UW-Whitewater students give back to Janesville community as part of Make A Difference Day
JANESVILLE—About 200 UW-Whitewater students in neon green shirts flocked to Janesville on Friday to help spruce up the city as part of the university's annual Make A Difference Day.
The event began in 2005, but Friday was the first time Whitewater students came to Janesville.
In the past, students spent a Friday morning and afternoon volunteering in Whitewater.
This year the university wanted to expand the event to two days and help a community other than Whitewater, said Katelyn Wurtz, a UW-Whitewater senior and member of the event's planning committee.
“Because it's a large area, it's a good place to go to,” Wurtz said. “And also, because it's so large, we felt we we'd have a lot of support.”
Rebecca Smith, Janesville assistant transit director, has been working with UW-Whitewater since the fall to plan the event.
The city was interested because the event serves as an opportunity for people to visit Janesville and to complete projects staff don't have the time to get to.
“We thought it was a wonderful opportunity to work with our region and be able to accomplish large-scale projects that we might not otherwise be able to get done in such a quick manner,” Smith said.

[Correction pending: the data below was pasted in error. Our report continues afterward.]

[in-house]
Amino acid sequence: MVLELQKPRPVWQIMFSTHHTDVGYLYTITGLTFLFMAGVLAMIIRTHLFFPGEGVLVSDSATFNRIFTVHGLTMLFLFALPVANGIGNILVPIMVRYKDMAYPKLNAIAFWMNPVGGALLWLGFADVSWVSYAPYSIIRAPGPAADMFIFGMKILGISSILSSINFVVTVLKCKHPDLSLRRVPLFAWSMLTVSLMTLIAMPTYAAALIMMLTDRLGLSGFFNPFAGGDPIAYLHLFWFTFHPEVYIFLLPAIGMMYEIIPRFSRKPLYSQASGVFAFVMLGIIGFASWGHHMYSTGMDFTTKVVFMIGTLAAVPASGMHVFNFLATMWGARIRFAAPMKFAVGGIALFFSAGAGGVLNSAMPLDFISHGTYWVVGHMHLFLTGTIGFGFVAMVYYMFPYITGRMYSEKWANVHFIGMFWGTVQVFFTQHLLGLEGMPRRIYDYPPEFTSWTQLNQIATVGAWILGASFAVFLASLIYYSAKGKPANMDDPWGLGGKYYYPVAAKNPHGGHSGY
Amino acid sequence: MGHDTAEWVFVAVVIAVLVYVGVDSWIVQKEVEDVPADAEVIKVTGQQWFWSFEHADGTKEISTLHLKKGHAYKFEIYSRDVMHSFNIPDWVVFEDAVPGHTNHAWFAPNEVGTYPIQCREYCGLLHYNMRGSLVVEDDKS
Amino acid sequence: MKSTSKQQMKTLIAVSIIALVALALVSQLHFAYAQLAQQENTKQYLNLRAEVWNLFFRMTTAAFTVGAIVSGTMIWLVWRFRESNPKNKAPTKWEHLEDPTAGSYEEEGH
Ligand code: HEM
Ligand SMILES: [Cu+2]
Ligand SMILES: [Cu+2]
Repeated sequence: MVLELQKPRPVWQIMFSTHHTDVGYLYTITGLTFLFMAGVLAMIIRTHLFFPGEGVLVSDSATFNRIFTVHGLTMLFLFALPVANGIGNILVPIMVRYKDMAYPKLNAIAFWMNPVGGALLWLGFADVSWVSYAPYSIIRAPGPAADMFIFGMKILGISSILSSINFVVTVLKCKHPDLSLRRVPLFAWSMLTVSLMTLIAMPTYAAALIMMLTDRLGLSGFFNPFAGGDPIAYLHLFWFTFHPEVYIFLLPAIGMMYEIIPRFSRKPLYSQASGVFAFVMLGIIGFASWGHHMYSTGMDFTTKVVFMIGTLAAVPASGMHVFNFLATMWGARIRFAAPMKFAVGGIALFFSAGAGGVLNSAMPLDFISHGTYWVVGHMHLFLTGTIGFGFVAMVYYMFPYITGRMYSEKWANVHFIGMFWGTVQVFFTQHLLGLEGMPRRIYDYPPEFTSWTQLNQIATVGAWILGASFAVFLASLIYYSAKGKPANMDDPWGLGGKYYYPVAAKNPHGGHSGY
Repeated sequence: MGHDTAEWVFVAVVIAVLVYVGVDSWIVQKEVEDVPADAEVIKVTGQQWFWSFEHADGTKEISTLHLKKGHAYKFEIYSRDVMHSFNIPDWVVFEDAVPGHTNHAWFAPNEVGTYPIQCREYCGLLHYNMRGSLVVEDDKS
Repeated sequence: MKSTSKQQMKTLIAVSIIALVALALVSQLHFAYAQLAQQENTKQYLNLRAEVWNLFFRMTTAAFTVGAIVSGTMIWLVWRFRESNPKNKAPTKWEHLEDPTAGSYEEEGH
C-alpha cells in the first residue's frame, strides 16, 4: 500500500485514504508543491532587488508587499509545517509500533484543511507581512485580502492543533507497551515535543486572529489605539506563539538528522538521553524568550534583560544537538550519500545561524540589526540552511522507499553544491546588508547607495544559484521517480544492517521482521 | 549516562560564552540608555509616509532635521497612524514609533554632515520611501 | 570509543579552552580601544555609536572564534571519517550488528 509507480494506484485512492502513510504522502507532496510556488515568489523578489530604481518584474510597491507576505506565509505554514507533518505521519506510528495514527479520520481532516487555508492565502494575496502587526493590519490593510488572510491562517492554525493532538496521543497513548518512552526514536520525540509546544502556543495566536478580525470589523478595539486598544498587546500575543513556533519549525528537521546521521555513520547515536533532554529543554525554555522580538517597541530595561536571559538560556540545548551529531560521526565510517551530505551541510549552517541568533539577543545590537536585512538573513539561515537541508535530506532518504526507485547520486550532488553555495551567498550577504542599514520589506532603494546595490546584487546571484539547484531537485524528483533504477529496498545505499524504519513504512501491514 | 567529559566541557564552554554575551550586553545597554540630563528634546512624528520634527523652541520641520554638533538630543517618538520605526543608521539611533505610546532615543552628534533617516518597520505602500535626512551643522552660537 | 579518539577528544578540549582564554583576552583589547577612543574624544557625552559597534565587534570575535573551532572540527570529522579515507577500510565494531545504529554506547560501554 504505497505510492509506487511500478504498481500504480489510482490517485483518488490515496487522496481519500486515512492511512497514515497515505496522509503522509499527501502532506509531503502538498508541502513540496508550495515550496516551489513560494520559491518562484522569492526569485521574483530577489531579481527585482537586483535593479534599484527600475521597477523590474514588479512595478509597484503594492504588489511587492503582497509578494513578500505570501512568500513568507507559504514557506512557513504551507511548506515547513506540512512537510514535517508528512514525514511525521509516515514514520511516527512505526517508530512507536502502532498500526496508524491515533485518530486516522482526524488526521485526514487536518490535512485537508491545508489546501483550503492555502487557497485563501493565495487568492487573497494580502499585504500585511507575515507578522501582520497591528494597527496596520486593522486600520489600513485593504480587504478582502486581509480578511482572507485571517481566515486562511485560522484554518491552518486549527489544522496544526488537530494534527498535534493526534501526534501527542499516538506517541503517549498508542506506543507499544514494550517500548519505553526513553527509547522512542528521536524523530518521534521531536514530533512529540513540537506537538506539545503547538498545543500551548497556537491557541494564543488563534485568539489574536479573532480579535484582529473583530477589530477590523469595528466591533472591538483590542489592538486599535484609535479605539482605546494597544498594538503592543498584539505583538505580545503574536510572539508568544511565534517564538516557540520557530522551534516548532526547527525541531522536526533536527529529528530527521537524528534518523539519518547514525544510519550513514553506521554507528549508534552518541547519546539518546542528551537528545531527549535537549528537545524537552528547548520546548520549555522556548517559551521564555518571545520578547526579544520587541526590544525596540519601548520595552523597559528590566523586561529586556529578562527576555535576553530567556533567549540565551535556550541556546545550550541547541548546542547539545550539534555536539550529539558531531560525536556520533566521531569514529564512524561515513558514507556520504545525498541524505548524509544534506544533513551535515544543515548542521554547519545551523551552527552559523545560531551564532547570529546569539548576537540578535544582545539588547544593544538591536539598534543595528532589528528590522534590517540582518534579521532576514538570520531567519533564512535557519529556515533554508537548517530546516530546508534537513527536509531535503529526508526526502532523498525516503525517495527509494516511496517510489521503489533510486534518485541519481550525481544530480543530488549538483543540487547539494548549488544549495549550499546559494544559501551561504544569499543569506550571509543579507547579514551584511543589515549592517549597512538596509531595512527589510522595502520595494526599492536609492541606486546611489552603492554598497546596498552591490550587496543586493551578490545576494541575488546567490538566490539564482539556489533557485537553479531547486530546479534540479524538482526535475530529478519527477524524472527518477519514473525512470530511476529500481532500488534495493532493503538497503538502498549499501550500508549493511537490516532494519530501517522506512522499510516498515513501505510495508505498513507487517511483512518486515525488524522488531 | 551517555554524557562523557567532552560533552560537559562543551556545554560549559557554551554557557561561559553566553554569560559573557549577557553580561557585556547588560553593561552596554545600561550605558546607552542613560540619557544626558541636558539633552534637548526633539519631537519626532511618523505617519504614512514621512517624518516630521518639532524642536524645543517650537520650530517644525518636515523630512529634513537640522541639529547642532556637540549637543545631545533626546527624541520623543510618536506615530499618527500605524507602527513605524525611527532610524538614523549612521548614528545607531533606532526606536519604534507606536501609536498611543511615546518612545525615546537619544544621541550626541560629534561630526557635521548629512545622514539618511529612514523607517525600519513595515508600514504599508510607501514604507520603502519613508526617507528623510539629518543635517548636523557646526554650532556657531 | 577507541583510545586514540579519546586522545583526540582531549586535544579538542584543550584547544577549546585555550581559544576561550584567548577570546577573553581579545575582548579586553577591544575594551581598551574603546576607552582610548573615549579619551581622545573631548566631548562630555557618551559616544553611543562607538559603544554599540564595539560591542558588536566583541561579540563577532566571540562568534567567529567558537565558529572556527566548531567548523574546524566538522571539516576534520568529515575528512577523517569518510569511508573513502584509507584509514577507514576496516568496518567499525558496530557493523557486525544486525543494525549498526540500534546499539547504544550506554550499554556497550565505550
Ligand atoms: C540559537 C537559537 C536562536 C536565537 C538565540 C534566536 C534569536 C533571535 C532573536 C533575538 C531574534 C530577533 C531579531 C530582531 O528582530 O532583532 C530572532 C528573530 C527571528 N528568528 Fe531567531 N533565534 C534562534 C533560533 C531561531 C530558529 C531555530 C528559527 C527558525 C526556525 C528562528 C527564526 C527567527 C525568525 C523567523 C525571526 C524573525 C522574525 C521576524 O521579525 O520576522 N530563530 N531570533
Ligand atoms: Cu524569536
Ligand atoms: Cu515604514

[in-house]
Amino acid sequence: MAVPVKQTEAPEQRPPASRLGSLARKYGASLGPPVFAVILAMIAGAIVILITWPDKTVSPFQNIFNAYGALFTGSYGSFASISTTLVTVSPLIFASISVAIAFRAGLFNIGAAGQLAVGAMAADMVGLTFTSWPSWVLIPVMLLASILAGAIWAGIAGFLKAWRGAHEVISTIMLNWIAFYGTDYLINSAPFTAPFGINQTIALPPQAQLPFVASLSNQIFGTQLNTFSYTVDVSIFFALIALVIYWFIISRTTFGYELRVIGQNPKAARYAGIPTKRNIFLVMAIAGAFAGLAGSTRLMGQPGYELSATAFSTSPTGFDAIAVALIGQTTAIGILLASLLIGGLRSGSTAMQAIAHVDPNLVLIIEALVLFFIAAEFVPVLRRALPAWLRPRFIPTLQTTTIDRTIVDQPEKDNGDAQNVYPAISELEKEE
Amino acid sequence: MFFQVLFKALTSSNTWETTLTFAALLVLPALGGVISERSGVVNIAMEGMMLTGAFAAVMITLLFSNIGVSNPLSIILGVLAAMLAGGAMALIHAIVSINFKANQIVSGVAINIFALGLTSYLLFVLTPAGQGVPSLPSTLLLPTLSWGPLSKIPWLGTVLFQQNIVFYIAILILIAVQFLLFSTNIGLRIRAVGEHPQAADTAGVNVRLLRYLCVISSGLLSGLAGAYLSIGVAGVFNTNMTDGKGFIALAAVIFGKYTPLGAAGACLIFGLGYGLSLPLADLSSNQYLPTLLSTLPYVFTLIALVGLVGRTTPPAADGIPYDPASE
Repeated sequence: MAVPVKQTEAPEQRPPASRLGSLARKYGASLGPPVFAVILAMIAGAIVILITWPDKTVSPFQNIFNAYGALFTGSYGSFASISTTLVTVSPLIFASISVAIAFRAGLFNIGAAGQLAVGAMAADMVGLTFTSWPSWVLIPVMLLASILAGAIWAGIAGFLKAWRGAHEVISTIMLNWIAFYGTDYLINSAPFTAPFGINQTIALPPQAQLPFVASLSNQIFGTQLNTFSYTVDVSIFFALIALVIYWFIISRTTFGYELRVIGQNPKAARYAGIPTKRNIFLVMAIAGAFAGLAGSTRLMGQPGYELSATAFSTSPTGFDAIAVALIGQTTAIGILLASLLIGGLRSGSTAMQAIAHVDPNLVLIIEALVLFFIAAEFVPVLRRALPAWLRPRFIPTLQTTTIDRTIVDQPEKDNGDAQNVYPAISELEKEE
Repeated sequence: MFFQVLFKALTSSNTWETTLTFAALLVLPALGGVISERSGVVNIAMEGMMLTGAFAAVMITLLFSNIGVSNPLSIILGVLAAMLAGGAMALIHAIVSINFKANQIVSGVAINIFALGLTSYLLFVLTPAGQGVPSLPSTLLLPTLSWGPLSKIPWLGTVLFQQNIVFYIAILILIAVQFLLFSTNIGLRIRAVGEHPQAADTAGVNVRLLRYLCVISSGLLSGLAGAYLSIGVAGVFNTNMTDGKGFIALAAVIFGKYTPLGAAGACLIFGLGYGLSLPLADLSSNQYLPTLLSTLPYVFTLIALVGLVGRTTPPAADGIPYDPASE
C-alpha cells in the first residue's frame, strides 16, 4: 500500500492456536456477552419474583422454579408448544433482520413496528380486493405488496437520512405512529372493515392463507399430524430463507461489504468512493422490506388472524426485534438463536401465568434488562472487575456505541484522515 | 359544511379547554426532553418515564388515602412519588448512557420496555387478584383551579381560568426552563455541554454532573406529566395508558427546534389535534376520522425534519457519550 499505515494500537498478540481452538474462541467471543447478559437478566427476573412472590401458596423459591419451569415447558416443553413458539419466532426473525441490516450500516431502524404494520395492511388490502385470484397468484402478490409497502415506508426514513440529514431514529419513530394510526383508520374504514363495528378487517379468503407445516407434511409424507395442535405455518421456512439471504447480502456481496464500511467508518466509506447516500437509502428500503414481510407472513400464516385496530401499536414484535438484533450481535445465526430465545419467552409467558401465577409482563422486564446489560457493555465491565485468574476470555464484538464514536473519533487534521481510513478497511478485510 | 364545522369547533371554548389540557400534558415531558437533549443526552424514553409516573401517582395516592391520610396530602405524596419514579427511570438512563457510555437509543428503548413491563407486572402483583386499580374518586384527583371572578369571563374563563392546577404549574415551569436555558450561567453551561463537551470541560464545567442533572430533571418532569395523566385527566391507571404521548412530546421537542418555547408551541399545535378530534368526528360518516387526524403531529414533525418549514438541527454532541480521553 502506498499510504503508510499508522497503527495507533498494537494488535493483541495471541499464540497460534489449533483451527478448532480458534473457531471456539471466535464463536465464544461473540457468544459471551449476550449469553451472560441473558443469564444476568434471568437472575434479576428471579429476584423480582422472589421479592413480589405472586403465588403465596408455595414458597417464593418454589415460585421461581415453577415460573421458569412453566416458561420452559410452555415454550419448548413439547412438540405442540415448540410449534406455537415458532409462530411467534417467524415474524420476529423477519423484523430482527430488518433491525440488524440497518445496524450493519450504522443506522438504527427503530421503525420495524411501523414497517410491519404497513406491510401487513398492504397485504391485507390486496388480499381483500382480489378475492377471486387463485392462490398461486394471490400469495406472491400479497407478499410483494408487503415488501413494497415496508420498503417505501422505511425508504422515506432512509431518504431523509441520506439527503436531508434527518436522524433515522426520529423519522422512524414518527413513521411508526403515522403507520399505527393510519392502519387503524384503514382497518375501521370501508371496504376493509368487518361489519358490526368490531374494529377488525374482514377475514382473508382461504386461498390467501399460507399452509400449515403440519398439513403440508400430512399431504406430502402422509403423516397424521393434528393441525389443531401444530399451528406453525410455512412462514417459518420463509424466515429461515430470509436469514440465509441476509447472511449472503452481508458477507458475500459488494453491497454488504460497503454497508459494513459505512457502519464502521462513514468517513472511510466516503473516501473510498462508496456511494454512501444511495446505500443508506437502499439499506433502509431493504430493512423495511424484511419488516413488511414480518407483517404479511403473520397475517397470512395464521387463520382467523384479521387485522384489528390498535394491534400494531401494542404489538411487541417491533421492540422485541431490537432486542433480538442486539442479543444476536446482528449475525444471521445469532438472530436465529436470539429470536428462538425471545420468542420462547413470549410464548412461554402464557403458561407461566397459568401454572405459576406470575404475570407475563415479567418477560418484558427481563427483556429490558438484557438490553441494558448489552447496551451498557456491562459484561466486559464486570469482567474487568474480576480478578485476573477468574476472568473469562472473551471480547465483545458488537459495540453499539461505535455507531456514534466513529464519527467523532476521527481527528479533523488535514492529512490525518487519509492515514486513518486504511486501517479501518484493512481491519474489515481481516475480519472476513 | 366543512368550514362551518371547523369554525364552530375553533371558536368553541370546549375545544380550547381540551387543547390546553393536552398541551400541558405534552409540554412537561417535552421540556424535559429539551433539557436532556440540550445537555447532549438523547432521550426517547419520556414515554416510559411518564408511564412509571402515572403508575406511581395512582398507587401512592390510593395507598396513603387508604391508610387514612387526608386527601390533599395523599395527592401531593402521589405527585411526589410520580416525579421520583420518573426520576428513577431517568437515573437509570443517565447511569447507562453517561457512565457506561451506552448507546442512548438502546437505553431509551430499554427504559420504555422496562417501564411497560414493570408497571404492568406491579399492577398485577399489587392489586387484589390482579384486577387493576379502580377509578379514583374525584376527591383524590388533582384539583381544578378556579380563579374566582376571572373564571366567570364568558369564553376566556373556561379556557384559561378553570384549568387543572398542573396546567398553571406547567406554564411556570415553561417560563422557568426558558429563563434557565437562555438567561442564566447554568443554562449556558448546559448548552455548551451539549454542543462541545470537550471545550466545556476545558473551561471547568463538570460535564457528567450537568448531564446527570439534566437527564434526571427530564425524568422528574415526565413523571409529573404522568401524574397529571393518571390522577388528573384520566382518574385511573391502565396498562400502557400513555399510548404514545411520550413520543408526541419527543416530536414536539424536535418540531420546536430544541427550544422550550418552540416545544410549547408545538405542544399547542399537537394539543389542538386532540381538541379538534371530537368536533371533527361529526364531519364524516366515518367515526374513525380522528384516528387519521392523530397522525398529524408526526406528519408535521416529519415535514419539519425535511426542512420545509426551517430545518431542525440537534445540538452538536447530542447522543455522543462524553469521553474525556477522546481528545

The 200 students and up to 65 city staff and community volunteers began work at 10:30 a.m. at several locations.
Some were downtown and on Ice Age Trail picking up litter. Others were in the Fourth Ward and Look West neighborhoods grooming terraces.
Four Phi Beta Sigma fraternity brothers were in the downtown parking garage at East Wall Street and North Parker Drive.
The students helped Barry Badertscher, of Badertscher Commercial Real Estate in Janesville, and Kyle George, of BMO Harris Bank, wash windows, and mop and sweep steps.
The entire fraternity will volunteer in Whitewater on Saturday.
The fraternity brothers volunteer in some capacity once a week, said William Fenhouse, junior and chapter president.
“It's a great opportunity,” UW-W junior DeYounte Ramsey said. “We try to go back and forth between Whitewater and Milwaukee and anywhere in between.”
George, who is chair of events for the Janesville Downtown Development Alliance, said he is thankful for the students' time in Janesville.
“This is a huge thing for Janesville,” George said. “It's a huge impact not just on the downtown but everywhere.”
At the Dawson Ball Fields, about 30 students and community volunteers groomed areas around the fields, picked up litter and painted two field fences.
Without the students' time, the fences would have remained rusted and faded, said Shelley Slapak, Janesville's recreation director.
“With one or two people, we could never get this done,” Slapak said. “As much as we can get done today in four hours, we're certainly appreciative.”
Alana Hardin, a UW-Whitewater freshman, attended as part of a sorority event with her sisters.
She's from Janesville.
“No matter what community, service is important,” Hardin said. “It's good to (see) other communities helping each other. It's all about unity.”